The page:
Source: Govt must do more on corporate governance | The Herald July 28, 2016
Enacy Mapakame : Business Reporter
GOVERNMENT has not done enough to enforce corporate governance in state enterprises, which creates a fertile ground for corruption, a senior official has said. This comes in the wake of numerous expose’ by the auditor general of misappropriation of resources by state enterprises.Speaking at a public sector audit conference yesterday, Secretary for Corporate Governance State Enterprise, and Delivery Unit in the Office of the President and Cabinet, Ambassador Stuart Comberbach said despite assurances by line ministries on imminent action against anomalies and deficiencies in public sector nothing much has been done.
He said Government has not been tough enough to deal with the reported anomalies in the public sectors that have been exposed by the auditor general.
“The bottom line of course is that as a collective, Government is just not doing enough, nor holding accountable those who, by commission or omission, contribute to the serial failings set out in such depressing detail in the auditor general’s reports.
“Year after year, our tireless auditor general is obliged to draw Government’s attention to the same failings, very often the same line Ministry and or by the same state entities which fall under its administrative umbrella,” he said.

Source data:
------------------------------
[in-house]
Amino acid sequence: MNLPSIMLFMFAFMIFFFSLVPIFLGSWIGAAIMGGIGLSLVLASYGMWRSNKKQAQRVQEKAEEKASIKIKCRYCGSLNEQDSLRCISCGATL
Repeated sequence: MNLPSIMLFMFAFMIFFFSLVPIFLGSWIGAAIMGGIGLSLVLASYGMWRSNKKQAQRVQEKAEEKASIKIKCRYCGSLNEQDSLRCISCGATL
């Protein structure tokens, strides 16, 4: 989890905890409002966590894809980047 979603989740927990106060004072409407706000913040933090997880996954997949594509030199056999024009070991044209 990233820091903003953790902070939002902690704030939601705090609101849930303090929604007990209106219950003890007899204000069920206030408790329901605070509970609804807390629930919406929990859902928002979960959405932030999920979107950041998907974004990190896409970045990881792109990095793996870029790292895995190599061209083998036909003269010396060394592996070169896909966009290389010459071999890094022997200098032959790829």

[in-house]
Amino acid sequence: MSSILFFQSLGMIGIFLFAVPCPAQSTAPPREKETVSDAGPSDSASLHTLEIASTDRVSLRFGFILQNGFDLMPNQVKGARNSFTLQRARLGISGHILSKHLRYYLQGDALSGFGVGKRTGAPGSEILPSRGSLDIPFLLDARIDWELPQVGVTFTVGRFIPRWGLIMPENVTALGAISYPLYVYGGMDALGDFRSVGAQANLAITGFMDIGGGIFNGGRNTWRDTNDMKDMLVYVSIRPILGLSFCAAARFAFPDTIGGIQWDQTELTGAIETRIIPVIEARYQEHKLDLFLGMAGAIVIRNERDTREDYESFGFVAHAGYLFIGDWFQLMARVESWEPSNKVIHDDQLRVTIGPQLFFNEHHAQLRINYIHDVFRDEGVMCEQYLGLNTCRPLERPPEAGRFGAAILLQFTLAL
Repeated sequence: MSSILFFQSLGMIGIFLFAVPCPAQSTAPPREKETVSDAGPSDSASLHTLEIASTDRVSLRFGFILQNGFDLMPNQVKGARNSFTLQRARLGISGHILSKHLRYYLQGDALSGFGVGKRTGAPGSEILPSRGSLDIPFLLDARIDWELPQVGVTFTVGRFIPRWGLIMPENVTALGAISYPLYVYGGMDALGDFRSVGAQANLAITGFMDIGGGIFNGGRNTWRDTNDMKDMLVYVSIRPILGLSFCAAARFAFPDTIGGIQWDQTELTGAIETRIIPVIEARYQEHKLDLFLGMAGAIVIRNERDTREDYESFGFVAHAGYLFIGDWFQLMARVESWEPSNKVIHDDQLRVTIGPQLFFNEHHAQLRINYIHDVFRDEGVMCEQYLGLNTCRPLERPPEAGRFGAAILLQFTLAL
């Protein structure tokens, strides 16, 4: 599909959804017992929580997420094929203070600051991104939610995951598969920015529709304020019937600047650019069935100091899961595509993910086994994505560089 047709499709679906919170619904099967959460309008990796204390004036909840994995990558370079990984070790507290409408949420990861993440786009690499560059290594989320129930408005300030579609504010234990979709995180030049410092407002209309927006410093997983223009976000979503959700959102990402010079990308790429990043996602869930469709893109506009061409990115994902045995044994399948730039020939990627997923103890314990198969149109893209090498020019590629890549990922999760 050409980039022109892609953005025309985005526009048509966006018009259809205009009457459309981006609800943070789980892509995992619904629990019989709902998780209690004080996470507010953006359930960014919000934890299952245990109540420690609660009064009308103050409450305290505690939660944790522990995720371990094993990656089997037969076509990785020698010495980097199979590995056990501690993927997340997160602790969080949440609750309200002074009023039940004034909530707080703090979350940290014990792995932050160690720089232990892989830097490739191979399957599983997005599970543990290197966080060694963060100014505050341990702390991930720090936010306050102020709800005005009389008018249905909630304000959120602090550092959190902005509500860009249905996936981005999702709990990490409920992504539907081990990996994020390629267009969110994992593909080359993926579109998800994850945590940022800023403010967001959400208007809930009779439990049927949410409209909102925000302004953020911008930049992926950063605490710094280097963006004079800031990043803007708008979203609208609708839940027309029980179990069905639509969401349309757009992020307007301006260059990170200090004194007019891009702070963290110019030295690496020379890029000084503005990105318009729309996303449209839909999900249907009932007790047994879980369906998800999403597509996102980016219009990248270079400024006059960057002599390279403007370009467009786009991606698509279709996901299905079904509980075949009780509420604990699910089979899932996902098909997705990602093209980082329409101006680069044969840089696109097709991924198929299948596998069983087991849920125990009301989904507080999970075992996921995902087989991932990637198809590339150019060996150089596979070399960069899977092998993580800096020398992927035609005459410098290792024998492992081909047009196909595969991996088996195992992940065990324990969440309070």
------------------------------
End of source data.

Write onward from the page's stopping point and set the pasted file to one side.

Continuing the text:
Ambassador Comberbach added it may be challenging to achieve sound corporate governance in public sector entities overnight.
However, it is a necessary process that will result in improved performance, sustainable utilisation of resources and better service delivery.
This will also help root out corruption.
“The strict enforcement of corporate governance and financial management related legislation will certainly have a positive effect on performance and service delivery.
“It will strengthen Government’s hand in its determination to more effectively address corruption and abuse of office,” he said.
Last April, Government launched the National Code of Corporate Governance which is being translated into a Public Entities Corporate Governance Bill.
This, together with amends to Public Finance Act, the Audit Office Act, the Banking Act and the Public Procurement Act are all aimed at enforcing greater accountability and transparency.
The inaugural public sector conference seeks to interrogate institutional and professional challenges faced by public sector organisations, management, internal auditors and all employees.
The two-day conference is also expected to come up with practical and applicable solutions to poor corporate governance problem while also recognising public sector entities that have made distinguishable efforts to achieve financial prudence.